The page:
Typical of Bergamotto, the COVID imposed recruiting challenges he experienced did not leave him pouting, whining or giving up on his dream of a Division 1 scholarship. He, instead, controlled what he could control, his performance on the field and his work off the field.
“When your best player is the hardest worker on the team, it makes coaching easy,” said Smith.
Smith saw that out of Bergamotto in the spring of 2021, when the then junior was the most productive batter in the Chiefs lineup, rapping out 35 hits, scoring 31 times and driving home 24. But it would be another summer and fall before the 5-8, 180-pounder would generate enough of a following to be optimistic about his chances of landing a school of his choice.
“I kept getting one foot in the door but couldn’t get all the way through it,” said Bergamotto. “I was lucky to have a lot of people help, from Diamond Nation, to Derrick Kraemer from the Crossbridge Raiders and Dave Pepe.” Pepe is a Caldwell grad and the Northeast scout for the Seattle Mariners.
Bergamotto, an excellent student, had at least some interest through the process from Seton Hall University, Columbia, Harvard, Iona and, of course, Siena. “I talked to a bunch of players,” said Bergamotto, who were in the same recruiting boat.
“Dave offered to help,” said Bergamotto. “He called Siena and set me up with (head) coach (Tony) Rossi. That’s how it all started with them.” Bergamotto plans to study finance at the Loudonville, N.Y. school.
Diamond Jack years
Bergamotto came to Diamond Nation as a 14 year-old and quickly ran into one of the organization’s most demanding coaches in Travis Anderson, the former Somerset Patriots catcher.
“Coach Travis had the biggest impact. He’s like a scary guy when you first meet him,” said Bergamotto. “But he brought out the best in us.”
Anderson remembers well those earliest experiences with Bergamotto.
“I knew I was hard on Nick,” said Anderson. “But I felt he was the type of player who responds to that. As a coach, you have to learn personalities real fast. And sometimes we only spend six months with each kid. I had a good relationship with Nick.
“He was a utility guy with us when he was 15, but, at the same time he always barreled the ball. I told him I don’t know where you are going to play, buddy, but you are always going to hit. I think I was the first guy to put him in the outfield. I know he didn’t want to be out there but he never acted like that. He really didn’t care where he fit in the lineup. I always respected how hard he worked. He put his head down and worked. He was always totally coachable and never complained.”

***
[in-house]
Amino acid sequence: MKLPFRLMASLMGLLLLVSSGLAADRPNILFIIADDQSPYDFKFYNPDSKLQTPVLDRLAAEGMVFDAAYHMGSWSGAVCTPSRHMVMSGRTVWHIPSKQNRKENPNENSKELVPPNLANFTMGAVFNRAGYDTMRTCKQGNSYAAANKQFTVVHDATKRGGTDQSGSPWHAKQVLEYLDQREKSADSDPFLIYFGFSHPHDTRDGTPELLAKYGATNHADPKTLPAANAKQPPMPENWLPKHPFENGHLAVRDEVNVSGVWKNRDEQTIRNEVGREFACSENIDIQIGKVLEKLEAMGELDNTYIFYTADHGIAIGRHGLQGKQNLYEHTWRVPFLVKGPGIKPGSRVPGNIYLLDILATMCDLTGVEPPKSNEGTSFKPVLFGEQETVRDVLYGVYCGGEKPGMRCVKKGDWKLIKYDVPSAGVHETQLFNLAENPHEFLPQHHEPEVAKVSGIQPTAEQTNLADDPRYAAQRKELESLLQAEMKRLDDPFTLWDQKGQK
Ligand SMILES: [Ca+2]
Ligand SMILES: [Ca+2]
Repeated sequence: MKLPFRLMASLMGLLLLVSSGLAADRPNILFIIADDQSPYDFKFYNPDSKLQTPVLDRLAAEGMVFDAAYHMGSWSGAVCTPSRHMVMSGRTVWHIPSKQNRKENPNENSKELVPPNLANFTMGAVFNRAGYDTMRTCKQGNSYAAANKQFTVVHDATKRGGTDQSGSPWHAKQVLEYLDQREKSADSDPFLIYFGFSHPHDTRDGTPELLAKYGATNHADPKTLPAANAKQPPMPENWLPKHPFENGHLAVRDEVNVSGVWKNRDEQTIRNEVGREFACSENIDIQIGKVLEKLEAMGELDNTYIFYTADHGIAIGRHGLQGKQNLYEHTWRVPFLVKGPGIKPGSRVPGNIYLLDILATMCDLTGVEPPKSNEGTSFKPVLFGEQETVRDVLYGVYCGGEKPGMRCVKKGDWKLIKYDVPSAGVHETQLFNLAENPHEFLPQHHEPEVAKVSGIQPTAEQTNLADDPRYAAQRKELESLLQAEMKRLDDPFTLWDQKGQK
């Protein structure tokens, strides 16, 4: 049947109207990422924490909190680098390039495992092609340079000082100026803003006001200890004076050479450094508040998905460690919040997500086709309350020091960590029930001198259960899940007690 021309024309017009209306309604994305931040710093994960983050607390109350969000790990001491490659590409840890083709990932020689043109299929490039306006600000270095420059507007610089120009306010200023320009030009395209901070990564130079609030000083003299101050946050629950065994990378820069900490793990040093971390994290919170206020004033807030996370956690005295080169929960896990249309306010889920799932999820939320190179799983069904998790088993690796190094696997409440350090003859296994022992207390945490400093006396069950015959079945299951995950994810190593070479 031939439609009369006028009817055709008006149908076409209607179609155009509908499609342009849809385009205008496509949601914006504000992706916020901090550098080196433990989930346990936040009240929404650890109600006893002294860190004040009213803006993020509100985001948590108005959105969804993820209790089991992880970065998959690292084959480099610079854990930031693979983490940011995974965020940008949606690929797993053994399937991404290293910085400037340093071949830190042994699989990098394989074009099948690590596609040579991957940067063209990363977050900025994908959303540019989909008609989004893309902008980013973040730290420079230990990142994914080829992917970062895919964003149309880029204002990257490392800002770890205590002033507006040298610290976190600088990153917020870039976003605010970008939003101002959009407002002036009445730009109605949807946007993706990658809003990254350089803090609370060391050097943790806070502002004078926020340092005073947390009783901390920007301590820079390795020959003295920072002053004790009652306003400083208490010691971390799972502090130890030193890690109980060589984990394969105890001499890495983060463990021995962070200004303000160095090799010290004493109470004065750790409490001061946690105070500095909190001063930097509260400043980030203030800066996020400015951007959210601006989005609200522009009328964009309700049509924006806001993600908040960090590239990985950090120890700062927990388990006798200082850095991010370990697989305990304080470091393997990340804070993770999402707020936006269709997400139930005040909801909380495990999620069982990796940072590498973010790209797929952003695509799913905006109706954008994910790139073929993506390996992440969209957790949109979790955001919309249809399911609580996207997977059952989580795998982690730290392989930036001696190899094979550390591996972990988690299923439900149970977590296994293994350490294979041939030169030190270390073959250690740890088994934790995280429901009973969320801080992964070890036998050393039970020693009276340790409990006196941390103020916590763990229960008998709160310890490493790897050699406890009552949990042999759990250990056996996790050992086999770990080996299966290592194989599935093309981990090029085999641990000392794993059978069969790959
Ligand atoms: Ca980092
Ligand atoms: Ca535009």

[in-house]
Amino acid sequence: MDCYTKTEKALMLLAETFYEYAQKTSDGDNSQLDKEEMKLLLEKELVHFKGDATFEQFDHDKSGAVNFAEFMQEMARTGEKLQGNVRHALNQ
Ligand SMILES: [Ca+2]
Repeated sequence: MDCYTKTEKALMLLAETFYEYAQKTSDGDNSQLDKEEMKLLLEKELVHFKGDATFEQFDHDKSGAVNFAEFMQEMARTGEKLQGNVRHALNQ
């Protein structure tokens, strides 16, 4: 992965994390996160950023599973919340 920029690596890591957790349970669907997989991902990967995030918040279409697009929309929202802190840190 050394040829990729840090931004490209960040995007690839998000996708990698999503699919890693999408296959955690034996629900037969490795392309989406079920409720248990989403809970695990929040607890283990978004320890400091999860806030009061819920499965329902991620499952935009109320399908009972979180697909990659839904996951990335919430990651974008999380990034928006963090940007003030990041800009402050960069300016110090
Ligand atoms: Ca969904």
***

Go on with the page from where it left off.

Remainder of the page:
Bergamotto said, “All of my coaches there were great in their own right; coach Walt (Cleary), Ditro (Steve DiTrolio), Kevin Cust.”
Closing out high school with a sectional title
Bergamotto said there was a winning vibe going around Caldwell High heading into baseball season. The football and basketball teams had outstanding seasons, so there was hope that momentum would carry over to the spring season.
“We had a lot of multi-sport guys,” said Bergamotto. “The school had a really great sports year and we put it all together, too, with a good combination of upper and underclassmen.”
Smith, in just his second year at the helm, but eighth overall in the program, steered the ship.
“We loved him,” said Bergamotto of Smith. “He’s very open. He’s still young and implementing things but gives great advice. He puts a lot of time and effort in practice, which we are grateful for. I was the only kid with two full years of varsity experience. I had played in two Greater Newark Tournaments and two state tournaments, so felt I had to step up and pass that experience along to the younger guys.”
Bergamotto always carried himself like a leader.
“Nick is like a coach on the field,” says Smith. “I’d have conversations with the guys and it was like he knew what was coming. He loves to compete, loves to win and always makes his teammates better.”
All to Siena’s benefit now.